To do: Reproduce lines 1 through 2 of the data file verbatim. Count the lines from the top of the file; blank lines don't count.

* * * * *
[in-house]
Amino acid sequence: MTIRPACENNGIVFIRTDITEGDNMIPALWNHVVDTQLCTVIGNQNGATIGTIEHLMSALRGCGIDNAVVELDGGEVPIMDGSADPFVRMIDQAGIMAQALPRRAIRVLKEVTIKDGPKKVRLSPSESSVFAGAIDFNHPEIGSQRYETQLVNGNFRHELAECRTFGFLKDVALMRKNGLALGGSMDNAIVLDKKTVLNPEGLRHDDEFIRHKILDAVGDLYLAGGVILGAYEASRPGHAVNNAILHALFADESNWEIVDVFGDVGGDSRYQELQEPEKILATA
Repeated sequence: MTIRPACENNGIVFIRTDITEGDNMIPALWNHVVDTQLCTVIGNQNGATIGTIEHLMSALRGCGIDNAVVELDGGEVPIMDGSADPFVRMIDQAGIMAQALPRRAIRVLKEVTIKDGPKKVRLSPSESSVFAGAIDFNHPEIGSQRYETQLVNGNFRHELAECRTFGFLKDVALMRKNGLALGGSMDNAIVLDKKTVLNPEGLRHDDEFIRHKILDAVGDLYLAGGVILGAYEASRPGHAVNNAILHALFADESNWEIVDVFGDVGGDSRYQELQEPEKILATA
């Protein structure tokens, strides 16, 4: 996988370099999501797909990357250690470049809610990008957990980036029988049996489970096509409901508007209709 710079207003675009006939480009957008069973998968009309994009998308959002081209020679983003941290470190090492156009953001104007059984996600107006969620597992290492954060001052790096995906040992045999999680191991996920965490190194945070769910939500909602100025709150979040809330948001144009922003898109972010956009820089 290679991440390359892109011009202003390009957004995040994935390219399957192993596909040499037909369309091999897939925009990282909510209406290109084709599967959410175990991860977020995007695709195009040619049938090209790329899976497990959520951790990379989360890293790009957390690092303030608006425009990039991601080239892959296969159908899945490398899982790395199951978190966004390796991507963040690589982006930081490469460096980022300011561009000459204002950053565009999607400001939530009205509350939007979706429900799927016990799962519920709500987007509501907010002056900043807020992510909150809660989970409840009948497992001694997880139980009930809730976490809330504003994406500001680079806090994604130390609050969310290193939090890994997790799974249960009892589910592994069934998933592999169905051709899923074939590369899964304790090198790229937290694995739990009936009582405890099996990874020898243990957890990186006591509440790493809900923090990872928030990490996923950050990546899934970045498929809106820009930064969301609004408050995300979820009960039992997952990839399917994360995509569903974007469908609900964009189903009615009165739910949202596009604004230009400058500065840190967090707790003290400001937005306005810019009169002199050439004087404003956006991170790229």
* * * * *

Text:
[in-house]
Amino acid sequence: MTIRPACENNGIVFIRTDITEGDNMIPALWNHVVDTQLCTVIGNQNGATIGTIEHLMSALRGCGIDNAVVELDGGEVPIMDGSADPFVRMIDQAGIMAQALPRRAIRVLKEVTIKDGPKKVRLSPSESSVFAGAIDFNHPEIGSQRYETQLVNGNFRHELAECRTFGFLKDVALMRKNGLALGGSMDNAIVLDKKTVLNPEGLRHDDEFIRHKILDAVGDLYLAGGVILGAYEASRPGHAVNNAILHALFADESNWEIVDVFGDVGGDSRYQELQEPEKILATA